The Consumer Federation of America, a national consumer group, said last week it surveyed auto-insurance customers and learned that they think it's unfair to price car coverage based on factors such as occupation, education level and marital status.
Looking for price quotes on insurance company websites, the group found that changing variables made a difference in annual premium of $3,446 for a potential GEICO customer in Miami, Fla., for example.
"Insurers are permitted to use factors such as education and occupation in setting prices even though these factors have nothing to do with driving and discriminate against lower-income drivers," said Stephen Brobeck, executive director of the consumer federation.
The group is mounting a campaign against auto insurers in an effort to change state insurance regulations. Regulations are set differently in each state by the state lawmakers and the heads of each state's insurance department.
The claim that insurers are discriminating was rebuked by a property-casualty trade group that said Brobeck is "flat wrong."
Auto insurers price coverage based on the risk of a particular customer, and that risk is based on dozens of factors to get the most accurate assessment, said Robert Hartwig, president of the Insurance Information Institute in New York.
Marital status, age, gender, education level, credit history and other factors are all strong indicators that correlate with the likelihood that an auto insurance customer will file an insurance claim, Hartwig said.
Insurance companies have gradually become more sophisticated in pricing auto insurance, and the car-coverage market has become more competitive as companies like Progressive, GEICO and Allstate compete aggressively with advertising. As a result, prices have generally declined on a national basis, and in Connecticut, too, according to state insurance regulators and the insurance institute.
The average premium paid per insured vehicle is at the lowest point in 18 years, if you adjust for inflation, Hartwig said. Even without adjusting for inflation, the premium paid per insured vehicle is less this year than in 2004, though premiums have increased steadily since 2009.
The Consumer Federation of America maintains that premiums "should largely reflect factors such as accidents, speeding tickets, and miles driven, over which drivers have some control and which directly affect insurer costs."
Auto insurance is regulated differently in each state and most states allow auto insurers to consider factors such as marital status, credit score, occupation, age, gender and dozens of other variables so long as the factors correlate to greater insurance risk.
"We do require that people submit the actuarial data to support what they're doing," said George Bradner, director of the property and casualty regulatory division at the Connecticut Insurance Department. "So, they just can't go ahead and just do something without having it reviewed by our actuary here and making sure that it's based on sound reasoning from an actuarial science perspective."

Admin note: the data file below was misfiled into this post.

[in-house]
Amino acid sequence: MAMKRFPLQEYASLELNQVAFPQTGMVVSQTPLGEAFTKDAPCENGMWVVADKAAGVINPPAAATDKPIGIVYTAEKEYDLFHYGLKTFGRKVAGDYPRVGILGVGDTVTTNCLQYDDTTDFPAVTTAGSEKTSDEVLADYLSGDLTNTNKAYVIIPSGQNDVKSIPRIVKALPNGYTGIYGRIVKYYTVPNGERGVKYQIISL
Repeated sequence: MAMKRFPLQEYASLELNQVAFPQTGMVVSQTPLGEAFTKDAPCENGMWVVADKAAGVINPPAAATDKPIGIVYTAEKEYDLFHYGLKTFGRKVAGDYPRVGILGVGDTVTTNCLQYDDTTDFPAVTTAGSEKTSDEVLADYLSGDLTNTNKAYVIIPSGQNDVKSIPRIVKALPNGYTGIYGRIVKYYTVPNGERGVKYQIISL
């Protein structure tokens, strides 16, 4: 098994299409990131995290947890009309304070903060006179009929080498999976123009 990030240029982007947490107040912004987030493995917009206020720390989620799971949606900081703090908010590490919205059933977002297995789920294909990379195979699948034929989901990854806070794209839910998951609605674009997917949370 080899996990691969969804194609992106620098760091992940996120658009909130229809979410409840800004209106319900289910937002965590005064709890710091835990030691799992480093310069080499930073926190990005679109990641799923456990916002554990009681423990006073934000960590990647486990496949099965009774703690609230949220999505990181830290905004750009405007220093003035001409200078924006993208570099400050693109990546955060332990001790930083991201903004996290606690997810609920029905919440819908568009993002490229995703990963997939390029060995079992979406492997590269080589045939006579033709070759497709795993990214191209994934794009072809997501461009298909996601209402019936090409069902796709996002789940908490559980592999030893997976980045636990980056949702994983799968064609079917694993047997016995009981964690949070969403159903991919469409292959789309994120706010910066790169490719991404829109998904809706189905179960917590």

Connecticut has a very competitive marketplace with about 100 different companies offering auto insurance, Bradner said. The state has received very few complaints about basing auto premiums on a person's credit score and no complaints in recent memory about basing premiums on other factors, he said.
One stipulation in Connecticut law involving credit score: it can be used to base a premium for a new customer, but if the customer's credit score drops, the insurer is not allowed to raise renewal rates as a result of the drop in score, Bradner said. An insurer is allowed, however, to reduce renewal rates based on new credit scores.
Shopping For A Price
To prove its point, the consumer group searched the websites for Allstate, GEICO, Progressive, State Farm and other insurers — though not for either The Hartford or Travelers — to see what rates the companies would charge.
The consumer group started off using the following to get price quotes: coverage for a 30-year-old single bank teller with a high-school degree and a good credit record. The sample woman rents a home in a moderate-income zip code and has driven for 15 years with no crashes or moving violations. The search was for required liability coverage — no collision or comprehensive — on a 2002 Honda Civic and previous coverage lapsed 15 days before.
The group then changed the application to see how the annual premium would be affected if the woman were married, a homeowner, a college graduate, an executive or professional, a person with no lapsed coverage, living in an upper income zip code and other factors.
The CFA looked for rates in Baltimore, Miami, Louisville, Houston and Los Angeles.
The biggest differences in price were: a 73 percent change from $2,696 to $718 for Progressive coverage in Baltimore, Md., and an 86 percent change from $4,024 to $578 for GEICO coverage in Miami, Fla.
In response to the results, GEICO spokeswoman, Christine Tasher, said in a prepared statement, "In states where this issue was previously raised, companies provided information about the factors used to underwrite insurance risks. State insurance regulators have thoroughly reviewed the use of these factors and they were shown to be credible and actuarially justified."
A Progressive spokesman, Jeff Sibel, said, "Progressive works to price each driver's policy as accurately as possible, so that every driver pays the appropriate amount based on his or her risk of having an accident. To do this, we use many different rating factors, which sometimes include non-driving factors, that have been proven to be predictive of a person's likelihood of being involved in a crash."Copyright © 2015, Los Angeles Times